Through the microscope

Archive for the ‘Restoration and cleaning’ Category

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Baker Series IV paint matching

Baker Series IV paint matching

The Baker Series IV is a rather unusual colour, a sort of greenish grey with a metallic sheen. I am reliably informed that Baker used a cellulose paint. The colour and sheen is not easy to match unless you’re willing to spend a lot of money on a colour matching service at a fancy auto shop. As a car colour matching service would cost me more than I paid for the microscope, I plumped for muddling through on my own.

I have had a lovely German exchange student for the past week and I didn’t want to play around with paint too much in case the smell upset her, but I did manage to prepare the microscope for painting by scrubbing the rusted spots with wire wool dipped in de-corroder. Now I am free to stink up my house again, so I have prepared an essay on “what I did at the weekend”.

First, I braved a trip to Hobbycraft. Within five minutes of entering Hobbycraft I am usually ranting in the style of John Cleese. I HATE HOBBYCRAFT. Everything in there comes in kit form because Hobbycraft don’t seem to credit their customers with any imagination or creativity. The kits they sell are usually missing something important and the staff in there, although very pleasant, are powerless to help you. I have been in there on numerous occasions over the years asking why they sell fat quarters of quilting cotton and quilt wadding but no quilt backing. The only good thing about their appalling sewing range is that my loathing of Hobbycraft led to my discovering a very lovely quilt shop in Bristol called Poppy Patchwork. Visit them, they’re wonderful. I’ll put in a link at the end.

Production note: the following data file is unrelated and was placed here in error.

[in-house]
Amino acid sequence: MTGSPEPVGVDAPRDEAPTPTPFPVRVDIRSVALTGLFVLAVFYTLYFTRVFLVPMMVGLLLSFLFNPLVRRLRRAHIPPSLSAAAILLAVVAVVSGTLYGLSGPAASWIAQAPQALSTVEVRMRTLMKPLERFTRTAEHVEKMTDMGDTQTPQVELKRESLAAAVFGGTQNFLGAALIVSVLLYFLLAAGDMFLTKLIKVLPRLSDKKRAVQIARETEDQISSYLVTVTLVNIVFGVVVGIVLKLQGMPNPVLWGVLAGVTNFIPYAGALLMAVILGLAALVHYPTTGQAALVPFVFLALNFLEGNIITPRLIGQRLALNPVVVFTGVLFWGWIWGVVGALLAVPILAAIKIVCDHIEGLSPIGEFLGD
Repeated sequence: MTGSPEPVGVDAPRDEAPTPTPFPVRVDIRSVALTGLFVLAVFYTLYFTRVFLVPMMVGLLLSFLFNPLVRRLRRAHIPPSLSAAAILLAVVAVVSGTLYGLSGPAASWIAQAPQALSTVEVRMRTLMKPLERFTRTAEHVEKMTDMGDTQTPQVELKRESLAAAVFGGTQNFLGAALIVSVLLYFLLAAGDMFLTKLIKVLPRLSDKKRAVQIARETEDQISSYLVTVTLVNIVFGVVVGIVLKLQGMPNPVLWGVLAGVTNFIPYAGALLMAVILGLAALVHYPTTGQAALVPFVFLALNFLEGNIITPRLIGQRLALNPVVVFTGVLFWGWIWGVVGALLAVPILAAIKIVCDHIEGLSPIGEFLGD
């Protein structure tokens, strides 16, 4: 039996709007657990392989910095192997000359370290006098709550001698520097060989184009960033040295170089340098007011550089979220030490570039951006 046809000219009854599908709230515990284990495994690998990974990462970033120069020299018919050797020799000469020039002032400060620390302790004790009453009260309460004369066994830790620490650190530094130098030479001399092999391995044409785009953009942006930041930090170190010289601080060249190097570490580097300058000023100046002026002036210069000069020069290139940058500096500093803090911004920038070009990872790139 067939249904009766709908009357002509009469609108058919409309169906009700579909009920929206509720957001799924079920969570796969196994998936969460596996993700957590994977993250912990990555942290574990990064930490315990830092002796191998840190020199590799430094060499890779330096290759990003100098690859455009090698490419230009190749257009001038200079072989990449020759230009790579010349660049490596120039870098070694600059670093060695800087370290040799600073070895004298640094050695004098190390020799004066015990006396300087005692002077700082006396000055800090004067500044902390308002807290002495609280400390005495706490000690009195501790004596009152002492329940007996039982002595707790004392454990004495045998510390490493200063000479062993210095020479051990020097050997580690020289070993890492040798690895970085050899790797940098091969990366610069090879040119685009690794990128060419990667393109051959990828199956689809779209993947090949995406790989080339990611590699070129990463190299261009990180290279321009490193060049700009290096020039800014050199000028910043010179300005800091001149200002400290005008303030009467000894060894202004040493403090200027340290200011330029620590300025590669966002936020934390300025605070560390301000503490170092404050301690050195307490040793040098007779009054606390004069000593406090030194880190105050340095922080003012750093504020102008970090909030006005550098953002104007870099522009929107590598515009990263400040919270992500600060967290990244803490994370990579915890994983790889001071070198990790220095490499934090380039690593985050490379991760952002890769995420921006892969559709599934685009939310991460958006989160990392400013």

Back to the Baker Series IV : In Hobbycraft I managed to find some Humbrol enamel paints. I chose a variety of greenish/grey paints and a few others (because my husband was paying).
I painted a small area of the microscope with each of the greenish/grey paints and a couple of mixes.

In the photo above you can see (from right to left)
MET 53, matt 224, matt 75, satin 163, a 1:1 mix of matt 224 : MET 53 and right on the toe of the microscope you can just about see a 10:1 mix of matt 224 : MET53. None of these were perfect but it gave me an idea of where to go next.

After playing around for some hours I discovered a pretty good mix. Two small brushfuls of Met 53 mixed with one brushful of satin 163, plus two drops of black gloss 21 and one drop of green 75. The sheen is not quite right but the colour is good. Hopefully when it is polished up it will be a pretty good match. I’ll post more pictures when it is finished.

Poppy Patchwork – http://www.poppypatchwork.co.uk/

Fixing a rusty iris diaphragm on a Baker Series IV microscope

I recently bought a Baker Series IV, I wasn’t planning on buying one but my friend, Merv, convinced me that I should. I don’t take a great deal of convincing because I’m a sucker for any microscope. I think the persuasion went something like this.

Merv said:

“There’s a Baker Series IV for sale, they’re nice microscopes.”

– I bought it.

It was cheap but it’s not in a great state.  It has rust patches and bubbles in the paintwork. Bits that should move freely are stiff and bits that shouldn’t move at all wiggle. The usual second-hand microscope problems.

This time though there was a more serious problem. the iris aperture was rusted, badly rusted;  it’s also a fiddly horrible design, the edges of the iris blades are bent up and the whole thing is quite fragile. I don’t like taking iris diaphragms apart at the best of times and I definitely didn’t want to take this one apart so I did what any sensible human being would do. I called my friend and asked him how to fix it.

“It’s simple” he said (he says that a lot) “isopropanol, de-ruster, isopropanol,  WD40 and a soft toothbrush”

Guess what? he was right, it was simple, so I thought I’d post it here, in case anyone else finds it useful.